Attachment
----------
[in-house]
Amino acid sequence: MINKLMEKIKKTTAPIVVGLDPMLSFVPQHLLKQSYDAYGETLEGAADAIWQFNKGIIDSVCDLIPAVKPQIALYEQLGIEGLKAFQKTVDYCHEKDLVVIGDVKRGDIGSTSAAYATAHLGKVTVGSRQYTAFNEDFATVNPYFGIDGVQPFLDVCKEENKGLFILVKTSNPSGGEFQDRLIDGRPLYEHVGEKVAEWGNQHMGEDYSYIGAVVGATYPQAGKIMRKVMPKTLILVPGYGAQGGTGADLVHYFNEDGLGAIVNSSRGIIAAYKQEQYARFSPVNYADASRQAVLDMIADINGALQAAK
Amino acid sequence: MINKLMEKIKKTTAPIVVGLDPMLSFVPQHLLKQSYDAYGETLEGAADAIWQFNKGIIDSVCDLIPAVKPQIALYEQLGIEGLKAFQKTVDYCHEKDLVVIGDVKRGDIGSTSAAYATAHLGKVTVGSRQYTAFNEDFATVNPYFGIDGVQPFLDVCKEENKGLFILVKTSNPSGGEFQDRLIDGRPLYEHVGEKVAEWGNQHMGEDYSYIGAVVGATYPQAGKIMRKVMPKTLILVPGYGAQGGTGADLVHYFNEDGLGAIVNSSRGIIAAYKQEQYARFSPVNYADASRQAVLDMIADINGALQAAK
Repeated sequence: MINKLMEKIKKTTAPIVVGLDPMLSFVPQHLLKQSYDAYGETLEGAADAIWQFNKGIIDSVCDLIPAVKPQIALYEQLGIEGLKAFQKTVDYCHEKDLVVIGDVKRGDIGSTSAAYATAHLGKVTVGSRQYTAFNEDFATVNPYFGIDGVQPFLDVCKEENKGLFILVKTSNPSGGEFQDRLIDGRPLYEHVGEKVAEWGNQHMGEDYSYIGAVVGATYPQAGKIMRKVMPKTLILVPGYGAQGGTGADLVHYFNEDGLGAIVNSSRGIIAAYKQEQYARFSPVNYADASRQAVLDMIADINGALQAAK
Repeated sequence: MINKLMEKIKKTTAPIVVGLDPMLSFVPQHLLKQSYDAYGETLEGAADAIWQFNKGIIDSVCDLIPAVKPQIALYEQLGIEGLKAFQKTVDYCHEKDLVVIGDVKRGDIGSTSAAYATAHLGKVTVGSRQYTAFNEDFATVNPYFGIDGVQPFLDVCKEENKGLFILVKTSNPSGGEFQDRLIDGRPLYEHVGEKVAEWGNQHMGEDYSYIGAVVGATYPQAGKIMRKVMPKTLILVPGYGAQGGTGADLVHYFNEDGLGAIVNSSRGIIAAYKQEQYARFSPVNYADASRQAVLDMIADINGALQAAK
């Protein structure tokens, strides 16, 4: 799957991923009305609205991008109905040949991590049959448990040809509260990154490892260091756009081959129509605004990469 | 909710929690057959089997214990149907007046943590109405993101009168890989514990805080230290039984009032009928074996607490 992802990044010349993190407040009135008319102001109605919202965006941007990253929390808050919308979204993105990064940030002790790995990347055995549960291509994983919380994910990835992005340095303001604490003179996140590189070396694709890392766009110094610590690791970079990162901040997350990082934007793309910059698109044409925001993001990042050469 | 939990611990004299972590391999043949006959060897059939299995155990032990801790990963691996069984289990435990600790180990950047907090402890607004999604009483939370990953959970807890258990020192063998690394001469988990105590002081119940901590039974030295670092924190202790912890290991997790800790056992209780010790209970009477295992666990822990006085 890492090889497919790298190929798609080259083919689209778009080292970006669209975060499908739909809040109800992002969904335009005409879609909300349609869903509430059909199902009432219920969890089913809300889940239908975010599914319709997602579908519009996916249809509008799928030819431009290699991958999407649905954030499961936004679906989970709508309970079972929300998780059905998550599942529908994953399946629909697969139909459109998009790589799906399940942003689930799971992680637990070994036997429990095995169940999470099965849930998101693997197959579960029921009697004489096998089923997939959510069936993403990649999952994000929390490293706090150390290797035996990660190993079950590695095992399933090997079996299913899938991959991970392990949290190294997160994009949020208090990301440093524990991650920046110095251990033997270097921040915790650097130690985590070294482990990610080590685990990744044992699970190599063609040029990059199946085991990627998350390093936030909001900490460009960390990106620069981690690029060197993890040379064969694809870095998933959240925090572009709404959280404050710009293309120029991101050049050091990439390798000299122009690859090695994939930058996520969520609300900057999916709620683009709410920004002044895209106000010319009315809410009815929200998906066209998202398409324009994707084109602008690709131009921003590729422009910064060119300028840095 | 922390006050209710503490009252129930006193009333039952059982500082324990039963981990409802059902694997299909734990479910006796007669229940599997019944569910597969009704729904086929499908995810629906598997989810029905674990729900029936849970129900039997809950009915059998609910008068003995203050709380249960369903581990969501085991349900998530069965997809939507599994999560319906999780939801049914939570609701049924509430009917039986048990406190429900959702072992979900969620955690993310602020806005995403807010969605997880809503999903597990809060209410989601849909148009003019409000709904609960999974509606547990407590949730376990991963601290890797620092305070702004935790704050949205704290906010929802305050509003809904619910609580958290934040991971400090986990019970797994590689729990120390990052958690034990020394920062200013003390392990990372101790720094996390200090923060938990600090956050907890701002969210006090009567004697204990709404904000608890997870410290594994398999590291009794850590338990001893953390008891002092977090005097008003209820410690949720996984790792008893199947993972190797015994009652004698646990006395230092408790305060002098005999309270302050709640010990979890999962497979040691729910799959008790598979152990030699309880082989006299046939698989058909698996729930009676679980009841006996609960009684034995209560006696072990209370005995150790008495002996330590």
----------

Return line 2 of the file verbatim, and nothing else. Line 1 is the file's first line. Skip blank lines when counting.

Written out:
Amino acid sequence: MINKLMEKIKKTTAPIVVGLDPMLSFVPQHLLKQSYDAYGETLEGAADAIWQFNKGIIDSVCDLIPAVKPQIALYEQLGIEGLKAFQKTVDYCHEKDLVVIGDVKRGDIGSTSAAYATAHLGKVTVGSRQYTAFNEDFATVNPYFGIDGVQPFLDVCKEENKGLFILVKTSNPSGGEFQDRLIDGRPLYEHVGEKVAEWGNQHMGEDYSYIGAVVGATYPQAGKIMRKVMPKTLILVPGYGAQGGTGADLVHYFNEDGLGAIVNSSRGIIAAYKQEQYARFSPVNYADASRQAVLDMIADINGALQAAK